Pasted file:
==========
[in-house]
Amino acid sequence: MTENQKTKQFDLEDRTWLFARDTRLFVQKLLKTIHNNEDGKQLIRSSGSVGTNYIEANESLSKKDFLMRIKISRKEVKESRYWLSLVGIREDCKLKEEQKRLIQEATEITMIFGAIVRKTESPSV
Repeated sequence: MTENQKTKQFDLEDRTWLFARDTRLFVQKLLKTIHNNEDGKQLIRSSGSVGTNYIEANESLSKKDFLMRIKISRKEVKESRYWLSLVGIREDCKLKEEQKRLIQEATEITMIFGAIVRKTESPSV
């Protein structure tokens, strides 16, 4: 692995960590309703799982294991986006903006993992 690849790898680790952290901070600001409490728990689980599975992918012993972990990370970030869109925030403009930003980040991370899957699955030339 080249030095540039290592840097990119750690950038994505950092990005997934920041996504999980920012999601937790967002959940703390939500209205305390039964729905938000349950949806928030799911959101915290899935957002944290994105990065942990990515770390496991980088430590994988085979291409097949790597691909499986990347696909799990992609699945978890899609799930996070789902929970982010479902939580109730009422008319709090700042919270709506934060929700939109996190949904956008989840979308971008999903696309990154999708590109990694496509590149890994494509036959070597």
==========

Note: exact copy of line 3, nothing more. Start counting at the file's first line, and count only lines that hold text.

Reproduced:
Repeated sequence: MTENQKTKQFDLEDRTWLFARDTRLFVQKLLKTIHNNEDGKQLIRSSGSVGTNYIEANESLSKKDFLMRIKISRKEVKESRYWLSLVGIREDCKLKEEQKRLIQEATEITMIFGAIVRKTESPSV